Swansea’s interest in grisaille is still important and maintains its engagement with issues particular to abstract painting. But why graphite? Consider again that Swansea is interested in metaphor and working with the theme of multiple personality. As a black pigment, graphite is untrustworthy: dark for sure, but reflective also. Graphite, derived from carbon, is so slippery it’s used in car lubricants. In pencils, it’s ideal for both drawing and writing, activities as prone to erasure as productivity. Graphite facilitates movement of the hand on the page, which comes from thought in the mind. Swansea brings it to the surface, almost as subject matter in itself, an unreliable narrator to the oily brush strokes decription above it. The figures’ schematic mien seems to be an almost involuntary consequence. On the other hand, three paintings on oil-based white grounds show figurative elements fused with white shadow space: losing hold of ego in a camouflaged environment. Swansea suggests that the twilight zone of opticality is analogous to states of mind, awake or asleep, where consciousness and certainty are momentary.
Thus gliding over the slippery surfaces of the grounds, the new paintings’ blend of illustrational style, historical appropriation, petrochemicals, and text is the stylistic equivalent of an unstable psychological realm. Swansea’s first interest is abstraction, so her push of the early grisaille into this new territoryentails a certain amount of risk. From formal, stylistic, and conceptual angles, the new work projects a sense of contingency onto the positivist encounter with each canvas. It’s a good concept, but the outcome looks more often transitional than insightful in this group.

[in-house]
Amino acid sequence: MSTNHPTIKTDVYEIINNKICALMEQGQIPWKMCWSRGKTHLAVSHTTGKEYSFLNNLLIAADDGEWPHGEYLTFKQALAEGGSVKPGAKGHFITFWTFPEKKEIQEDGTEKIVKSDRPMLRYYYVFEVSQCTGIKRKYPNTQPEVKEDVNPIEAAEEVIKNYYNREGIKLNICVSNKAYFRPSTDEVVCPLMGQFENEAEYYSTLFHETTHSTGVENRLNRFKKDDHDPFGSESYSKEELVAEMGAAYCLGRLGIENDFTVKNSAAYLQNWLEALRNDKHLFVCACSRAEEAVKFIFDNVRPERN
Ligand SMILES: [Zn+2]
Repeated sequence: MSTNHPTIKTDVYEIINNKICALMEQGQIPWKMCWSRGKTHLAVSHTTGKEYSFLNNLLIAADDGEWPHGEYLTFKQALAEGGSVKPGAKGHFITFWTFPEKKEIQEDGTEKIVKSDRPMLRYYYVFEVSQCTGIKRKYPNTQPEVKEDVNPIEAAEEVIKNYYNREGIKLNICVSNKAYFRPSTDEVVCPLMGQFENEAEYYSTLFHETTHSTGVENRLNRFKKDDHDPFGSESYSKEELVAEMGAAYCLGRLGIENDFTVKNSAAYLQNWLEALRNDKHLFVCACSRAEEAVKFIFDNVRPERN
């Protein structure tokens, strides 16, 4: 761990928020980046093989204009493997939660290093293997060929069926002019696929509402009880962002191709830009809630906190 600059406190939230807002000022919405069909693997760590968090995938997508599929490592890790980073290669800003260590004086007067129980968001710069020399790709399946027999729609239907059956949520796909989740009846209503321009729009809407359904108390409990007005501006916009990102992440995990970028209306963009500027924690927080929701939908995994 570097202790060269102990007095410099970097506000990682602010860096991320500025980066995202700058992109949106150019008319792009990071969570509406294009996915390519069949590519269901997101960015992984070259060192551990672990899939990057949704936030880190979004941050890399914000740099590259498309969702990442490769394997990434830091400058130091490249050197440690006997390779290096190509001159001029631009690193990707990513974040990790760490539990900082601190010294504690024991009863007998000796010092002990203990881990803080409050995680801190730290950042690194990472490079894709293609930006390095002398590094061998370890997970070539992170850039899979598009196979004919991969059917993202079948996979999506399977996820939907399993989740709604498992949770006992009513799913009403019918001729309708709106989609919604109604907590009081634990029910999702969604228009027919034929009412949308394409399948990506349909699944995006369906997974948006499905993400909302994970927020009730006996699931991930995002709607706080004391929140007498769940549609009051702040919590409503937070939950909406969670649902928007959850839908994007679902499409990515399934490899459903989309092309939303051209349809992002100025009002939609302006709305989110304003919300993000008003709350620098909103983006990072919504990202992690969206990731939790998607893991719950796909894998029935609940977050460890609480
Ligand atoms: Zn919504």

Notes on Individual Paintings
Like the Foreword to a book, the first painting one encounters while walking up the ramp to the gallery is a predominately dark canvas depicting a woman walking from sunlit greenery outdoors toward the dim metallic interior of a passageway. With her conservative attire of shirtwaist dress, purse, and heels, she could be entering a clinic and the gallery simultaneously, like the viewer. We enter the painter’s space together, perhaps.
A horizontally formatted depiction of a conversation between a woman and a man, rendered in transparent colors over a an oily black ground that switches like the nap of shiny velvet as the viewer moves around to see it. The blonde woman, suburbanly coiffed, has just spoken to him. His back is turned, one ear bright pink from the sound of her voice. Two black lines echo between them. Perhaps it’s better that we can’t hear what she said, what he heard, and so on.
Luncheon on the Grass, 2003
A monumental female figure crouches above a mecurial graphite field. She is seen from the back, from a hovering elevation, a schema rendered in close values accented by a few colorized highlights. A big brush describes her hair in burnt sienna, cut with bluish motor oil from certain angles, caught in a ponytail held by red elastic. The brush brakes for a pale ear, strokes the supple back, glides along a downy arm and, upon arriving at the model’s tennis wrist, reduces scale and halts in an attitude of erotic attention while bestowing an expensive watch. This negligent hand holds a picnic plate with a spoon glowing green and red at the edges, extends from the right knee at the end of its luscious long thigh. She is a composite: Manet’s famous nude luncheoner crossed with a friend’s portrait. Painted by multiple personalities or not, a ploy that incompletely masks a trained hand, it’s clear that Swansea takes pleasure in her technical facility.